By: Barr Overcast, Assistant Pastor
For the last month and a half, much of the world has been in a season of waiting. While some experience the realities of COVID19 firsthand, the rest of us wait. And as we wait, we wonder: Will the virus affect us and our community? How long will it last? What will be the state of the economy when it’s all said and done? Can I spend another two months at home without going crazy?
I wrote this article last summer. When I first wrote it, I didn’t expect it would ever see the light of day. At the time, my wife and I had just had a miscarriage and were definitely in no place emotionally to advertise that fact via blogpost. This article began as a personal exercise in processing what I was feeling and thinking, not a way to communicate those thoughts to others. But as we continue to wait for this current season to end, I realized that the place I was in when I wrote it is the same one that many of us are in now: the static, dry land of waiting.
While some of the particulars have changed, (now we wait for deliverance from this virus, for life to return to “normal,” and for our son to be born—any day now!) these words continue to reflect the state of my heart as I learn what it means to wait for the Lord. As our church navigates this season of waiting, I hope that my own thoughts and experience will challenge and encourage you as we wait to be together in person again.
Waiting Then and Now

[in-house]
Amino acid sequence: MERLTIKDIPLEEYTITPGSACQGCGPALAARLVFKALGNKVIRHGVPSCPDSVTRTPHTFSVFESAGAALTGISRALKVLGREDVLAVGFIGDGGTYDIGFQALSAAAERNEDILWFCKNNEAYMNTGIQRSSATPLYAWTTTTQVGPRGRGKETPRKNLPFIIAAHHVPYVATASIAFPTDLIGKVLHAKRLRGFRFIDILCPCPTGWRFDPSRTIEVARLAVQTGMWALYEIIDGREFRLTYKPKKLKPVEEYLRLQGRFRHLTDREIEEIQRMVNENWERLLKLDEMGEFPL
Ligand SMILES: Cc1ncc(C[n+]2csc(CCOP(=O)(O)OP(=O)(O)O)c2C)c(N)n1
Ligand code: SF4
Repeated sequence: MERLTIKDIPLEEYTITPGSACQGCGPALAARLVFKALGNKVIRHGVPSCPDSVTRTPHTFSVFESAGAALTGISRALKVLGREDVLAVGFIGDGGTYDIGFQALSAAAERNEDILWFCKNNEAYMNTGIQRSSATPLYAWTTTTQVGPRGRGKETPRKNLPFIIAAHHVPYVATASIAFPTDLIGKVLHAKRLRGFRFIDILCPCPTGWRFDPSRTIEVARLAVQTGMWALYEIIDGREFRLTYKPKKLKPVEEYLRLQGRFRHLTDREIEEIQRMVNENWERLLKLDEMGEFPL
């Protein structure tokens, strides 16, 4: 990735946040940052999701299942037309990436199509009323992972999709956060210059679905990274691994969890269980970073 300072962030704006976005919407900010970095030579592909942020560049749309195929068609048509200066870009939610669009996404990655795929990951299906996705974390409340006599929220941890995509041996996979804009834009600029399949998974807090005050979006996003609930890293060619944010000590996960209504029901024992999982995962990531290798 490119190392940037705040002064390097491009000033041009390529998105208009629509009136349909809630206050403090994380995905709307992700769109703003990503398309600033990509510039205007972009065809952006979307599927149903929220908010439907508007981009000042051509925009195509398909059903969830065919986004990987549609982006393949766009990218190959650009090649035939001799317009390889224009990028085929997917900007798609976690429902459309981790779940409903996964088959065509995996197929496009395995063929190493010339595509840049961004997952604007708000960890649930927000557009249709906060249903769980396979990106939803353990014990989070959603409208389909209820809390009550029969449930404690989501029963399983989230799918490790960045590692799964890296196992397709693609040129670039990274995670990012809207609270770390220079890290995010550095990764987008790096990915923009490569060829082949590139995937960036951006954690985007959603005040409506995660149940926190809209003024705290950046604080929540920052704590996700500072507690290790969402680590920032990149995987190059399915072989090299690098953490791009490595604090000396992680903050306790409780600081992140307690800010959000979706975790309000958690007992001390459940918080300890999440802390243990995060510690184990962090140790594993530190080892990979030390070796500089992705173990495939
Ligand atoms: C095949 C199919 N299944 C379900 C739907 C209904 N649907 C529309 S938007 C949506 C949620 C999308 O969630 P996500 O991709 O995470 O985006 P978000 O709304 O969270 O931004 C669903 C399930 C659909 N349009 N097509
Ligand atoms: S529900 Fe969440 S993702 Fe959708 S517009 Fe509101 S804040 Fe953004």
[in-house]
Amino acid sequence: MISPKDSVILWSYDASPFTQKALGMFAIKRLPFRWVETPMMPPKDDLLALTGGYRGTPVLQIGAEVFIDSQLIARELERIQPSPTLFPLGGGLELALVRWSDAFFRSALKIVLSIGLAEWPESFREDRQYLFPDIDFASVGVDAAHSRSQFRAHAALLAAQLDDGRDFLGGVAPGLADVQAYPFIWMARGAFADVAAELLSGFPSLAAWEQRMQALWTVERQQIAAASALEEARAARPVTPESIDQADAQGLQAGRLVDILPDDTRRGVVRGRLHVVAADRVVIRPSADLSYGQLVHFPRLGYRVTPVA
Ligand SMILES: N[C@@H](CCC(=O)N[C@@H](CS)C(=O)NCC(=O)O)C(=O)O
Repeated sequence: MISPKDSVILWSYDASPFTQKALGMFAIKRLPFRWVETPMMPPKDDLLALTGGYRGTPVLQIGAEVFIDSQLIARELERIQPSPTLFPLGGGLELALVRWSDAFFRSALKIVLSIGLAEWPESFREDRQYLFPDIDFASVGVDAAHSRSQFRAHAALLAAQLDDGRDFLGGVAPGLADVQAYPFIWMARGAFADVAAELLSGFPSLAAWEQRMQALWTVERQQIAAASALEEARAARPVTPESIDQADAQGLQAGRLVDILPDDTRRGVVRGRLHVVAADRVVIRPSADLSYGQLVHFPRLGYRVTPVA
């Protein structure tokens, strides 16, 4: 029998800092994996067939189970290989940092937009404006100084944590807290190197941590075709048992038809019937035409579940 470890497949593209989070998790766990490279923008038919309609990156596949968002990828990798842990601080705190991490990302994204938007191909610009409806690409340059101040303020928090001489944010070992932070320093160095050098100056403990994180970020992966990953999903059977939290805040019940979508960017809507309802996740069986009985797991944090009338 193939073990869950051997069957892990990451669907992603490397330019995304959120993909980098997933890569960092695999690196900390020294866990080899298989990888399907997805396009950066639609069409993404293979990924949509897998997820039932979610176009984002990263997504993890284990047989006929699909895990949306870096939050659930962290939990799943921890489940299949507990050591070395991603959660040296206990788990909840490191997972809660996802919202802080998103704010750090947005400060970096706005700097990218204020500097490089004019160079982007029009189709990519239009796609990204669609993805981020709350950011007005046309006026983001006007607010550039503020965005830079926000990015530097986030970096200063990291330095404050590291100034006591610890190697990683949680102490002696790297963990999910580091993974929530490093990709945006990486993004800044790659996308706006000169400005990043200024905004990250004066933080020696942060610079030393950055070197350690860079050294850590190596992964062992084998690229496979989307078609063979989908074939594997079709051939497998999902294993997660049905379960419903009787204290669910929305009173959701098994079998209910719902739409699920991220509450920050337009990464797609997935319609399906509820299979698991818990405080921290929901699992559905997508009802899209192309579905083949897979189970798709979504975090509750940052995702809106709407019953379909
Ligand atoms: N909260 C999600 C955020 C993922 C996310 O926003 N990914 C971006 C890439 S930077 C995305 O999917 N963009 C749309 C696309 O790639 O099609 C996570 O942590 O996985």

Like so many kids leading up to Christmas, my sister and I could hardly hold in our anticipation. It was the only night of the year when we were allowed to sleep somewhere other than our own bedrooms. We would sleep on the pullout couch in the playroom on Christmas Eve, our excitement feeding off of each other. We weren’t allowed to go downstairs until 6 a.m., and 5:45 would inevitably find us both sitting at the top of the staircase, waiting for the clock to strike 6.
Recently, my wife and I celebrated our five-year anniversary. We celebrated with an evening at a bed and breakfast in Memphis and dinner at a nice restaurant. While we were waiting for our food, my wife asked the question, “If you had to describe our fifth year of marriage in one word, what would that word be?” The word I chose was “consummation.”
I explained that our fourth year of marriage had felt like a year of waiting. It started with the tail-end of a long period of waiting to get pregnant. It continued with nine months of waiting for our daughter to be born, which coincided with waiting to graduate from seminary and find a job. In contrast, our fifth year of marriage marked the consummation of so many of our hopes. I finished my last seminary class. Our daughter was born. I got ordained and started my first job as a pastor.
However, as I’ve continued to reflect on that conversation, I’ve begun to realize how very wrong I was. It’s true that our fifth year of marriage was in many ways a culmination of our prior waiting, but it was also filled with plenty of waiting of its own. My position at Christ Redeemer required me to raise support, so the first half of our fifth year of marriage was a daily test of waiting for the money to come so that we could move here. On top of that, we are trying to get pregnant again. We recently had a miscarriage, and even as I write this, we are processing the hard reality that yet another month has passed and we aren’t pregnant. We’ve entered another period of waiting for something that is out of our control.